To commit specific files from a subdirectory in Git, use git add with the file paths, then git commit to create a new commit.
Ever had a problem, when you add a new file or make changes to an existing one but it just doesn't show up in git status? We got a solution for you.
If you have a Windows setup, you must have faced the annoying issue of file name case change. Where you changed the file name capitalization, but it just doesn't show up.
Forgot to add some files or changes in your last commit? Or remember that last thing you needed to do after you have already committed? We have a solution!
Let's say you were working on an update but needed to push some partial code. To do it, you can quickly call the interactive add feature of git and select the portion of code you want.
So imagine that you blindly committed some changes with `git commit -a`, and you are not satisfied with the particular content of the commit you just created.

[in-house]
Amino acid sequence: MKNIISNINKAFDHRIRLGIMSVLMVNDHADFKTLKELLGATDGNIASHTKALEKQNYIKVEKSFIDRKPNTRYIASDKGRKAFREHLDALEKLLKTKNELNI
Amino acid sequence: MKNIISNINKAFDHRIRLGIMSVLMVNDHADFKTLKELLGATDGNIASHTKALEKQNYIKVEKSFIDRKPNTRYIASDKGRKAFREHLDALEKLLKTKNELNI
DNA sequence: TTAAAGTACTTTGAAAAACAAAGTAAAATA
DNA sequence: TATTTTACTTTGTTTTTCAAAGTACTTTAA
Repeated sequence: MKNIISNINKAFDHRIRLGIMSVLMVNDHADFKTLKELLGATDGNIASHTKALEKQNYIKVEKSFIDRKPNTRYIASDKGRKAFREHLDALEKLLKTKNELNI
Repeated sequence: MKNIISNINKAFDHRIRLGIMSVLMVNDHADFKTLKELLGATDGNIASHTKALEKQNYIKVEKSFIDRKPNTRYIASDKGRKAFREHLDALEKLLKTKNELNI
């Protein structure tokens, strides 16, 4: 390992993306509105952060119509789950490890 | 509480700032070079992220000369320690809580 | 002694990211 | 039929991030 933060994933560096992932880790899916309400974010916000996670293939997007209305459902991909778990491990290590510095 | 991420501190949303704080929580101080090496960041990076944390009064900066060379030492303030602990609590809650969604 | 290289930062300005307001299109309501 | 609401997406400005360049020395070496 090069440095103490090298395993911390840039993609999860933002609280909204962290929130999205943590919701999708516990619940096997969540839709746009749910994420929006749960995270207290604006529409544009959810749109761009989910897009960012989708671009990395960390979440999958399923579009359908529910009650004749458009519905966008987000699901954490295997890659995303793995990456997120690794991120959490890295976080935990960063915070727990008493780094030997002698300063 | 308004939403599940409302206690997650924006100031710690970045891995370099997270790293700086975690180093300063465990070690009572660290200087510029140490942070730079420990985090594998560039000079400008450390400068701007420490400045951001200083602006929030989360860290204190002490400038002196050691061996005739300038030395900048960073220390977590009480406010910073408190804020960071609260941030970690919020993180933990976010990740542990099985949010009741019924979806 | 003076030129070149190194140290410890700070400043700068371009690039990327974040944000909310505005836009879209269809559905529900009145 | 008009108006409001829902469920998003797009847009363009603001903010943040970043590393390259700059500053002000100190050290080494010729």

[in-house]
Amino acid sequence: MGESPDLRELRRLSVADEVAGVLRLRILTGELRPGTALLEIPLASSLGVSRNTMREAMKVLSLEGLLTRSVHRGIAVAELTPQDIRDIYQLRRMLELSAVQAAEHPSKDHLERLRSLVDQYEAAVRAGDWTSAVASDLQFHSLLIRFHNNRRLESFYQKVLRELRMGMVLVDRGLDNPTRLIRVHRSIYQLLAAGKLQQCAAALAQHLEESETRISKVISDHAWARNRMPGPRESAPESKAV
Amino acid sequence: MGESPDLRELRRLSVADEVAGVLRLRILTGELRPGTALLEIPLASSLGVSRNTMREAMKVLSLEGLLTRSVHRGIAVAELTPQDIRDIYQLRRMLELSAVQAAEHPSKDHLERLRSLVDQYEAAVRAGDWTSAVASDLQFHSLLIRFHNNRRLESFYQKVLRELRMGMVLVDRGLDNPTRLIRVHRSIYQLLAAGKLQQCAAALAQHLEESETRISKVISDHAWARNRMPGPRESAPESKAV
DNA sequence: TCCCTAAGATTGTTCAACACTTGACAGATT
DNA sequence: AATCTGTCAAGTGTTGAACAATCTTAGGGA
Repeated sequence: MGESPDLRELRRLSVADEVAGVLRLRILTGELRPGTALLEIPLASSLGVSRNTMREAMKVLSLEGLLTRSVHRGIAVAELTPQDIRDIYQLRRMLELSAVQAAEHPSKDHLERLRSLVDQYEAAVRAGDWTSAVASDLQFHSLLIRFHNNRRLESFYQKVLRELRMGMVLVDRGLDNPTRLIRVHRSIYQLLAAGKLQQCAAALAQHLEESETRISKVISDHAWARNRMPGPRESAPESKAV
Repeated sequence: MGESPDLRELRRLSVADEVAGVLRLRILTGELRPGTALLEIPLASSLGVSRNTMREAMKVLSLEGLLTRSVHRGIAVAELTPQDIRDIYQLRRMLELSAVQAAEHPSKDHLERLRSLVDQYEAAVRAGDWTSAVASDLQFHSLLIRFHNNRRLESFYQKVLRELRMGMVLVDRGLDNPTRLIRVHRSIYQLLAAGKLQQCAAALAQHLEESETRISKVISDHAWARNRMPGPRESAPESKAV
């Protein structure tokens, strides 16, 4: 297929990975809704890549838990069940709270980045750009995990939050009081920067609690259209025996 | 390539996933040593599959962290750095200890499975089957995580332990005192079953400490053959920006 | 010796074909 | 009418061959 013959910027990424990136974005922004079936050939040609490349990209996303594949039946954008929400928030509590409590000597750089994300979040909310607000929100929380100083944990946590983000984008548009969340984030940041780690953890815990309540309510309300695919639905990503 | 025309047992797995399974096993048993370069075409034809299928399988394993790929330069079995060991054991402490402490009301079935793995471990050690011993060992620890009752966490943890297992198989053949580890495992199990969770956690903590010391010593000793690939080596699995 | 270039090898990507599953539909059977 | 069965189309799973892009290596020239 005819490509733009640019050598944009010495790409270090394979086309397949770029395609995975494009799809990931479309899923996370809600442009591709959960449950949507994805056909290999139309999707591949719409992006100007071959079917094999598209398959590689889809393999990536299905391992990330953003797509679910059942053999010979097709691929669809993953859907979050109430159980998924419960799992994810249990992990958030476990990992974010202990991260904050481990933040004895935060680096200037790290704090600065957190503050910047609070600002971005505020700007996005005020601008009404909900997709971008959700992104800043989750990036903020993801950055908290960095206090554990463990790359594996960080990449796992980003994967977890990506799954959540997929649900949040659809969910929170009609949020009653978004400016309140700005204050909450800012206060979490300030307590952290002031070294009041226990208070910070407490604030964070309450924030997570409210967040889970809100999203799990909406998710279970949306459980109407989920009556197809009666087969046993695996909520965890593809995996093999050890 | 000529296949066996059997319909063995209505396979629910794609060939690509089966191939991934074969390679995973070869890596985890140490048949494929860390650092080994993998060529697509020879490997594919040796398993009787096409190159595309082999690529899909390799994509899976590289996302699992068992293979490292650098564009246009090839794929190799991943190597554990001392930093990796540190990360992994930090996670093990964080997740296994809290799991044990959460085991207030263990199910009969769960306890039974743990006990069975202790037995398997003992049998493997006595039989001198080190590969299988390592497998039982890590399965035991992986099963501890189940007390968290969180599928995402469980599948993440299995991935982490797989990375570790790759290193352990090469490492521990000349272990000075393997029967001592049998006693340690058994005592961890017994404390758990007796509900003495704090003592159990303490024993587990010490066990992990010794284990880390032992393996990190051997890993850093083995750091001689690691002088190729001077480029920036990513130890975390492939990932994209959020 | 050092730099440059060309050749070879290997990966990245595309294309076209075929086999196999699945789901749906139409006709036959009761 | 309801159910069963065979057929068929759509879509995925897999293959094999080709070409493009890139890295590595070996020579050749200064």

Git branches are an essential part of your daily development process, but once you or your team have finished with a feature and merged it into your remote’s main branch, you would want to delete that branch from your local repo and your remote.
I would recommend all developers to set up this globally; you will love it and won't even remember it.
Usually, it is recommended to create a new fix branch from your master and push it back, but sometimes we kind of go lazzy. In those moments, I simply make the changes and add them one by one using the following command.
Ever been in a situation where you need to collaborate with someone, but you don't have that branch on our local repo? How do we get that, as doing a checkout will not work?